The Business Year

Chadi Houkayem

LEBANON - Transport

Out To Sea

General Manager, Maersk Line


Chadi Houkayem has served as General Manager at Maersk Lebanon since January 2010. He studied at St Joseph College, Aintoura, and then earned his Master’s degree in Strategic Management from Villanova University. He speaks Arabic, French, and English.

TBY talks to Chadi Houkayem, General Manager of Maersk Line, on the country's ports, the national trade balance, and trends in the sector.

In terms of service, how does Maersk Line work to be the best in the sector?

For Maersk Line it has been an ongoing process to deliver better service. The latest change we implemented in terms of global service was through collaboration between Maersk and MSC. We have east and west trade service, and this is by far the biggest alliance we have in terms of sharing vessels. Beirut has always been looked at as an interesting location for the line. The industry is changing, and every line will be looking for value differentiators. In this sense the services will be shared with MSC, and we need to strive for something different.

How has the volume of containers through the Port of Beirut and the Port of Tripoli changed over the past few years?

The Port of Tripoli is not considered a main container port as most of the containers are going to The Port of Beirut since it has an advanced container terminal. The volumes are definitely bigger than they were a few years back, and this is not just due to growth in the market. The situation in Syria has caused a shift from land transportation to sea transportation, and that has caused some growth although it is still slow because it is diverted cargo. The market has not been growing 5% or 7% like other markets.

How does Lebanon’s negative balance of trade influence Maersk Line’s operations?

It puts more pressure on the lines because the costs will be higher. Eventually when it is not balanced, the movement of empty containers is not as lucrative as those that are full. The market is still beneficial though because of its size, and the cost at Beirut is not significantly high. Beirut is also serving the main services of Europe so it does not require a specific route. However, we are constantly looking at how to increase exports. So far we have a good market share on the export side in an attempt to create more balance for us.

What trends do you identify in the regional maritime industry?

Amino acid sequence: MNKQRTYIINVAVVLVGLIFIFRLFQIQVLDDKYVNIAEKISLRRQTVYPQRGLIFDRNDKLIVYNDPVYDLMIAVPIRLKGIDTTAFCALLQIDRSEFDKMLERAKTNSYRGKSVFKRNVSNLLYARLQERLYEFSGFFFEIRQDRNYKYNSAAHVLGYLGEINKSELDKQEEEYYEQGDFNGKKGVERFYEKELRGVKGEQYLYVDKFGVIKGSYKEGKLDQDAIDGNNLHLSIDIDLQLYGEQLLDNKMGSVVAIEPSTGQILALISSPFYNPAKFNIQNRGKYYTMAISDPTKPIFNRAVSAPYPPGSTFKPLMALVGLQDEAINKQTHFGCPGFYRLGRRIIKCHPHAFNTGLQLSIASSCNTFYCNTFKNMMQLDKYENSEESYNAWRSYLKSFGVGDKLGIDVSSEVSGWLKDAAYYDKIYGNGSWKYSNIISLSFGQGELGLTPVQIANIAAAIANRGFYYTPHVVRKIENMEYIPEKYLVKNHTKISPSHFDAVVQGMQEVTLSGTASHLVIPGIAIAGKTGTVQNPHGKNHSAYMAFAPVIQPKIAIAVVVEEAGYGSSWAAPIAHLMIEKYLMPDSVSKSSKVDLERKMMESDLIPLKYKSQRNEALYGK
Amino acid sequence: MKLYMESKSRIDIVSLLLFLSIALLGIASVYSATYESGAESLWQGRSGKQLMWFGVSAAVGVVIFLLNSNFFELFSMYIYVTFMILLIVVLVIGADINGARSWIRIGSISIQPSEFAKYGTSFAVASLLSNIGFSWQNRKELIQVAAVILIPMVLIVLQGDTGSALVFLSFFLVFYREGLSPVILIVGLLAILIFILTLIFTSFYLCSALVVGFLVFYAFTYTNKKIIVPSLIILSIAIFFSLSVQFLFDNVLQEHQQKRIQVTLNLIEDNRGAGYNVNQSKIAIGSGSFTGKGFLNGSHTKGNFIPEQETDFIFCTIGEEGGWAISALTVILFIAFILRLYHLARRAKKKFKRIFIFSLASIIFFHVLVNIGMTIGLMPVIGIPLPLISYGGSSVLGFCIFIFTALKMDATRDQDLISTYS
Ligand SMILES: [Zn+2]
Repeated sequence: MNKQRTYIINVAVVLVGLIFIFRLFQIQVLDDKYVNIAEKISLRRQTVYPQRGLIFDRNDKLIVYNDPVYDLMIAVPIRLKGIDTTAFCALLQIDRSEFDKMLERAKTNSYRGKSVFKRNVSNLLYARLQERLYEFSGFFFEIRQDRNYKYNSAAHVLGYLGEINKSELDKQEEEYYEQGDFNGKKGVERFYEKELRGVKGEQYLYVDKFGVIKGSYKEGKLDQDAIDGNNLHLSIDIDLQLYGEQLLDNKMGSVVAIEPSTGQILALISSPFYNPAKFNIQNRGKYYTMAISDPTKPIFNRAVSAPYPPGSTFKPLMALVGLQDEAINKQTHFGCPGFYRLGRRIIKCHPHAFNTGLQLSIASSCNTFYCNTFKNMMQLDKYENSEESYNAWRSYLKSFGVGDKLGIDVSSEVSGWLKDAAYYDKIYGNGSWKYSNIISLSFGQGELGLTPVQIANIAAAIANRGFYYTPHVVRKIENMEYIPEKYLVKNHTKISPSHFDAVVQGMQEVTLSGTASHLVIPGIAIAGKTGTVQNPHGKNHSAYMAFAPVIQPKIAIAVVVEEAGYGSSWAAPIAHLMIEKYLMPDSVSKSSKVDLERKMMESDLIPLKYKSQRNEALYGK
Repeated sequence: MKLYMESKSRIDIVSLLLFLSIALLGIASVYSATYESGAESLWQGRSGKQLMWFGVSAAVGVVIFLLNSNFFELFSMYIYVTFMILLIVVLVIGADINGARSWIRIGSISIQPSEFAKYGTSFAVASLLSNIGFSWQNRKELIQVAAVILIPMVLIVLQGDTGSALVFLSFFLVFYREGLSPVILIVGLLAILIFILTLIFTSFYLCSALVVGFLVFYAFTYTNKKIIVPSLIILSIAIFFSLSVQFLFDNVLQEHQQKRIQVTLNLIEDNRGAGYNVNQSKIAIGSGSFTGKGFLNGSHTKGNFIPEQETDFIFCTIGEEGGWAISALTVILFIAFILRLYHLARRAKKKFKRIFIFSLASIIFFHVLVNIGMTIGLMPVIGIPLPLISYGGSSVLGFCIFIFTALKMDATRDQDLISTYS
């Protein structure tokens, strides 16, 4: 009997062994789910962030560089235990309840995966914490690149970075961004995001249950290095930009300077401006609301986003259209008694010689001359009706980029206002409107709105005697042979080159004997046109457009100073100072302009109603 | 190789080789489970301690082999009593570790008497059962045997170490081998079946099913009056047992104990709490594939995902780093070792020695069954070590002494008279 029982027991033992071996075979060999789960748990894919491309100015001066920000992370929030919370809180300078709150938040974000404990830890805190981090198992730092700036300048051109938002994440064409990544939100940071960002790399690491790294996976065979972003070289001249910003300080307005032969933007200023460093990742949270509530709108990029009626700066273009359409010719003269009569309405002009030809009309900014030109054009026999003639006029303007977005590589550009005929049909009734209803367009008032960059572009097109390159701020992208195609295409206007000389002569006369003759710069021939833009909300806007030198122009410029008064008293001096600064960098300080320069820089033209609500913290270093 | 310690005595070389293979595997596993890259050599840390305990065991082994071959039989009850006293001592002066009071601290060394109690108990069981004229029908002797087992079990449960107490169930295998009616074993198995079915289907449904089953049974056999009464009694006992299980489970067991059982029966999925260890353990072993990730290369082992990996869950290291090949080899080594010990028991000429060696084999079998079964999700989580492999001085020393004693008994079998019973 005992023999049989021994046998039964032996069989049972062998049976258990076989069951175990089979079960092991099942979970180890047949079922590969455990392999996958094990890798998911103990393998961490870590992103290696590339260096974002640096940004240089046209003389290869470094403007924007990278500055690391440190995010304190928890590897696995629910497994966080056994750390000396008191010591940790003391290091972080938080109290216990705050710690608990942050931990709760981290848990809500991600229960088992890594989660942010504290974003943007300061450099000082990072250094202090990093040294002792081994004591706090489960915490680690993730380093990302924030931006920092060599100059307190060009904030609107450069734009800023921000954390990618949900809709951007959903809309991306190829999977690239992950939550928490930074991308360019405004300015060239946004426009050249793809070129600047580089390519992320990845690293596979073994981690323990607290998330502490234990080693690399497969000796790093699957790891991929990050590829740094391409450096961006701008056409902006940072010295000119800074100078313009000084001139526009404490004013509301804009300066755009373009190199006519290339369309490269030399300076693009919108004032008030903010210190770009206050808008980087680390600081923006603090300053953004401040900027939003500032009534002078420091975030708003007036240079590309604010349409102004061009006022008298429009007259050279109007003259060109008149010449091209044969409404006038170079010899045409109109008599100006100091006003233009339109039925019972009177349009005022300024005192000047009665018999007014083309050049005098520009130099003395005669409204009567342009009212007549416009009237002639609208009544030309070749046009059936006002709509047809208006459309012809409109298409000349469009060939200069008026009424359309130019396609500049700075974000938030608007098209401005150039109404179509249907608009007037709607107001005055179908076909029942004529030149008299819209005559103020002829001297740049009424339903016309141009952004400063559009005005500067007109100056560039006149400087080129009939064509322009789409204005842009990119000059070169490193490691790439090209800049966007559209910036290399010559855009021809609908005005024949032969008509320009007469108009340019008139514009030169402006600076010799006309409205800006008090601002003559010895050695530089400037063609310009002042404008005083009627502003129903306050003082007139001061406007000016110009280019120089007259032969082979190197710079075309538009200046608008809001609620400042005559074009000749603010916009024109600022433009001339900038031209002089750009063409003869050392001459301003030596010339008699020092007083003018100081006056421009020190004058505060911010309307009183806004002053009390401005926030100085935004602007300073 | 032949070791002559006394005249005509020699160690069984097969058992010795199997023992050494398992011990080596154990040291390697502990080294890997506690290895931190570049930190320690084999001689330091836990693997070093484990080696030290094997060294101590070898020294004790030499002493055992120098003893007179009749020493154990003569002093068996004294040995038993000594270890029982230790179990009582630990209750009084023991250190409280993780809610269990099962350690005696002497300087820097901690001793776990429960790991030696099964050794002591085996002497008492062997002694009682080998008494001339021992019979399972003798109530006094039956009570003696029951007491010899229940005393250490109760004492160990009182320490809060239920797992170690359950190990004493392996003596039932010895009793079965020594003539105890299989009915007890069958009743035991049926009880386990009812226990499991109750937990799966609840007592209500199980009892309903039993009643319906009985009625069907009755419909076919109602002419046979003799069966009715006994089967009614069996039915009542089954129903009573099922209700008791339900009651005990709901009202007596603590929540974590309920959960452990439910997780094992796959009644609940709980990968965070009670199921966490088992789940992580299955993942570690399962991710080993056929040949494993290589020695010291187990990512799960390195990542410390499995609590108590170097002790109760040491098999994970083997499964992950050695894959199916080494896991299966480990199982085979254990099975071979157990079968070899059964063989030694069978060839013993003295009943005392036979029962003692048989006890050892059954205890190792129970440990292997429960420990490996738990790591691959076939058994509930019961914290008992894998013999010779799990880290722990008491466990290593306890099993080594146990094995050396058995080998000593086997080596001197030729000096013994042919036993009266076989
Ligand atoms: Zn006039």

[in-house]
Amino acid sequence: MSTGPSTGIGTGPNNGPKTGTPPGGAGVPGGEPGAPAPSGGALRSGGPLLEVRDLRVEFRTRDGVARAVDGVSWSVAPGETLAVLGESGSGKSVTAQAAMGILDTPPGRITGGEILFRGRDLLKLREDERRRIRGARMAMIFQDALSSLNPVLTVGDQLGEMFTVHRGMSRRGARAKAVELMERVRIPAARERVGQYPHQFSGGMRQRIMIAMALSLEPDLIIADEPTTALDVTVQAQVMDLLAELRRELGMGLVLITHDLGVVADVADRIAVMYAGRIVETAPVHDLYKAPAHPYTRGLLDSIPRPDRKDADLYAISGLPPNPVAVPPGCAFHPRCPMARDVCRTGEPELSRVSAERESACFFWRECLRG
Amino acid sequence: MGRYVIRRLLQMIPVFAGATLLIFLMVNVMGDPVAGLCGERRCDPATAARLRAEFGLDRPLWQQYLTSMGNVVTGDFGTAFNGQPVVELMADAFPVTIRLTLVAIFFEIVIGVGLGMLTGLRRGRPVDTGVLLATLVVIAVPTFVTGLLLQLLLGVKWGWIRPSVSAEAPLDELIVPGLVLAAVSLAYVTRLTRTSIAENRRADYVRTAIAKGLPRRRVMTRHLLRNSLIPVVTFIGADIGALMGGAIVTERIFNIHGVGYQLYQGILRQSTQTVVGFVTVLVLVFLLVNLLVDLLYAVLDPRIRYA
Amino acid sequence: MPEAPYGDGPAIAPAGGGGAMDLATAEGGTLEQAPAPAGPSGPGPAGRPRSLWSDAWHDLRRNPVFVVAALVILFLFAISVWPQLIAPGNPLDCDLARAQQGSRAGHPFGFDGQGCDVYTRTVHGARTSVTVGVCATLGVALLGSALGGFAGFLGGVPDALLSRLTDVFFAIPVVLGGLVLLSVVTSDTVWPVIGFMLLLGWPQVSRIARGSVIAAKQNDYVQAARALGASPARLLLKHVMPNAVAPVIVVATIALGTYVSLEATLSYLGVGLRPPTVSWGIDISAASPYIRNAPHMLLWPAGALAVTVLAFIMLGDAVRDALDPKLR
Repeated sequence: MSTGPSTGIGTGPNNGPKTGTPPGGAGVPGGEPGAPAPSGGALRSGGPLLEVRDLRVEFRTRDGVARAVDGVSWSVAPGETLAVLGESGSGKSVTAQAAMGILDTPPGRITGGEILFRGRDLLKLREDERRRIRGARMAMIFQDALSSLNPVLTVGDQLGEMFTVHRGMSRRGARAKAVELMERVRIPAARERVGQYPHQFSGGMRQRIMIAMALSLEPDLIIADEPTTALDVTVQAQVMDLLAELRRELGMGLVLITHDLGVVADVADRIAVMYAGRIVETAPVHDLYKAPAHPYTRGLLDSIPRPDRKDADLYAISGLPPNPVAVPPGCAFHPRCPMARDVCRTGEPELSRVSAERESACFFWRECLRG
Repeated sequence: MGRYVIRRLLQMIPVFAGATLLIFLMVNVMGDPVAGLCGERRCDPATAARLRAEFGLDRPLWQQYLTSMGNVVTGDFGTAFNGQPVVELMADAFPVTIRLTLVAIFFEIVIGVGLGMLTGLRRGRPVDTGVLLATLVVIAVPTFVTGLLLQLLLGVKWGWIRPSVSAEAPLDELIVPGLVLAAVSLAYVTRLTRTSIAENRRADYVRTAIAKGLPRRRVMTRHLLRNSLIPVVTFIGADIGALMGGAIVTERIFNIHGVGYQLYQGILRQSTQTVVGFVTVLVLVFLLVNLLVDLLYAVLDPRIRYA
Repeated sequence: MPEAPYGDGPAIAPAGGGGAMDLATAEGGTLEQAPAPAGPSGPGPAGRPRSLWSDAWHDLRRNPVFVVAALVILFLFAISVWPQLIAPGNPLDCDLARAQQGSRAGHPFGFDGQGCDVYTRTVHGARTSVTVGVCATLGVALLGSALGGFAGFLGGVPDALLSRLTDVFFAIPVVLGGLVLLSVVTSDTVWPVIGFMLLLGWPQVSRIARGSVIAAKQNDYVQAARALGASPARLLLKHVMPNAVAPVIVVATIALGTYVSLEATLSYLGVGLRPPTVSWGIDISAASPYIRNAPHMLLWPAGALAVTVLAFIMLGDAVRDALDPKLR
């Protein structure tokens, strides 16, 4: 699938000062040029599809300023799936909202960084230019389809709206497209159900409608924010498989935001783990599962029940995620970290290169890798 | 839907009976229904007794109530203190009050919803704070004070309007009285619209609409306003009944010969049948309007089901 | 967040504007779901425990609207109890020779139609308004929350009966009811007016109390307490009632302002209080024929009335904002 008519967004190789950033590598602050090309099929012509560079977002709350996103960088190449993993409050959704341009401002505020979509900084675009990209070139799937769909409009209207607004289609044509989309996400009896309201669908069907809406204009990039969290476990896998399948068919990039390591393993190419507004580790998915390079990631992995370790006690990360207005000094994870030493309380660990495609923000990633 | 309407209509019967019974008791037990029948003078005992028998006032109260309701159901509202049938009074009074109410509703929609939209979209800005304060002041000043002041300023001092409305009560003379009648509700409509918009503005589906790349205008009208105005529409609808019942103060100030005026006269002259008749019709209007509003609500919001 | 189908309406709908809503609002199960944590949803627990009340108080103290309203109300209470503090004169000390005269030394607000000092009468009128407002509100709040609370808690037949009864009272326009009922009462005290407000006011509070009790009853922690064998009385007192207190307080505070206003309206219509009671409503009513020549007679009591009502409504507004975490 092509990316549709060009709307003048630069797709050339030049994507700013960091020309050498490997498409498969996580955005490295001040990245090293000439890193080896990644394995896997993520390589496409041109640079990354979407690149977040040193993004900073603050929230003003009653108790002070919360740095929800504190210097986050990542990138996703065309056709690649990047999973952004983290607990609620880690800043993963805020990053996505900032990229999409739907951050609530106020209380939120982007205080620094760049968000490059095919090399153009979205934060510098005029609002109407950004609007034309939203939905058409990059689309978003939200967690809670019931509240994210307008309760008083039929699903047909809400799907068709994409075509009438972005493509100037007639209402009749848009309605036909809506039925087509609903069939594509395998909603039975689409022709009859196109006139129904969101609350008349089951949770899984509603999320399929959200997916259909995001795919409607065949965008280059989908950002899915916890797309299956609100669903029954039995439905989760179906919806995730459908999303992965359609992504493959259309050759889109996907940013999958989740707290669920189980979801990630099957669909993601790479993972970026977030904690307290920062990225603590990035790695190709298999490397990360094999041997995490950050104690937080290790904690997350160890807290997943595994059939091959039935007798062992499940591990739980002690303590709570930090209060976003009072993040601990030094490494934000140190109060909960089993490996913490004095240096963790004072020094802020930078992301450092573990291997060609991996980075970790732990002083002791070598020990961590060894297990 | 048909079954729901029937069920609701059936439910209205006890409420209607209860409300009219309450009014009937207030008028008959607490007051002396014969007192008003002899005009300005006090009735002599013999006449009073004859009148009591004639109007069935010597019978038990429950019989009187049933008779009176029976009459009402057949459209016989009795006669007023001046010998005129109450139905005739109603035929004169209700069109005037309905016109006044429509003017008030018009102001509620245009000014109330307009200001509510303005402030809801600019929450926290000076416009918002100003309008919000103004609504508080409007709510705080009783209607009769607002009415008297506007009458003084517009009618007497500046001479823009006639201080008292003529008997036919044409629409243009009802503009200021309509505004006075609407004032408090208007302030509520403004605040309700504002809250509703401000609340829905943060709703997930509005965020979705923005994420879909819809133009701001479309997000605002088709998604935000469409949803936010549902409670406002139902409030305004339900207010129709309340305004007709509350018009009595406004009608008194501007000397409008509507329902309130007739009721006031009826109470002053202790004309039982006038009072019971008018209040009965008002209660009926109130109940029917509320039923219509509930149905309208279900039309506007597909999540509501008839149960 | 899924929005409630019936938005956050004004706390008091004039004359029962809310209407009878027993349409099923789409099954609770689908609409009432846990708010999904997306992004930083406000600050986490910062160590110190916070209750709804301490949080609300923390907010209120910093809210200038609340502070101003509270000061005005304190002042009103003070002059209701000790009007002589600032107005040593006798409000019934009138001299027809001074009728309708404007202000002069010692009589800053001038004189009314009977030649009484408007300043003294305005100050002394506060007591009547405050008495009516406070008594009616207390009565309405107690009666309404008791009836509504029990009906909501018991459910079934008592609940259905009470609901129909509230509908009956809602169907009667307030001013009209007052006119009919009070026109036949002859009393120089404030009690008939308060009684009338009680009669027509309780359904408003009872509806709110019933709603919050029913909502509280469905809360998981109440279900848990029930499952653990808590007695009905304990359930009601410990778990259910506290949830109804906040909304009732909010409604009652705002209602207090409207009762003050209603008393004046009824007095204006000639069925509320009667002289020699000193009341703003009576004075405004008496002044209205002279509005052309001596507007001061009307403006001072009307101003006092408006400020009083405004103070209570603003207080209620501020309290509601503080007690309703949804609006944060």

The region has changed significantly, and there have been a lot of things going on all around us. Turkey has the highest growing ratio in the region, yet Syria is a different story as it is now out of the scope. Egypt has shown the highest profits in the last year, and for Lebanon, we took advantage of what was happening around us to a certain extent. The industry is working towards stepping into help move things towards positive growth.

How does the maritime sector in Lebanon compare to other transportation hubs in which you operate worldwide in terms of infrastructure?

The Port of Beirut is well adapted for the region, and the technology there is advanced. We do not have any issues in Beirut, and they operate a new generation of vessels. The challenge comes outside of the port in terms of infrastructure. We get customer complaints about not getting things quickly because of traffic jams and electricity problems. These issues affect production and cost of production. Infrastructure is doing well in some places, but in other places there is still a lot to do.

How do you assess the current regulatory framework in the Lebanese logistics industry?

Customs Administration is working on several changes, most recently with cargo being inspected. Some see it as a positive approach, whereas other see the implications being unfavorable, mainly for the traders. The customs and port administration are working on digitizing more of the systems. There is still a lot to be done, and most of the regulations date from 1940.

What steps should be taken to enhance the Lebanese logistics sector?

The sector is divided into two parts, between shipping lines and forward orders. Every segment has its own syndicates and chambers. Every part of the industry is trying to work on simplifying processes as it is benefit for us and the customers as well. We always see obstacles as catalyst to find solutions and make things more efficient. For example, digitizing the delivery order will help with this. Unfortunately it is not entirely possible because we still have to obtain a stamp and signature, and this is outdated.



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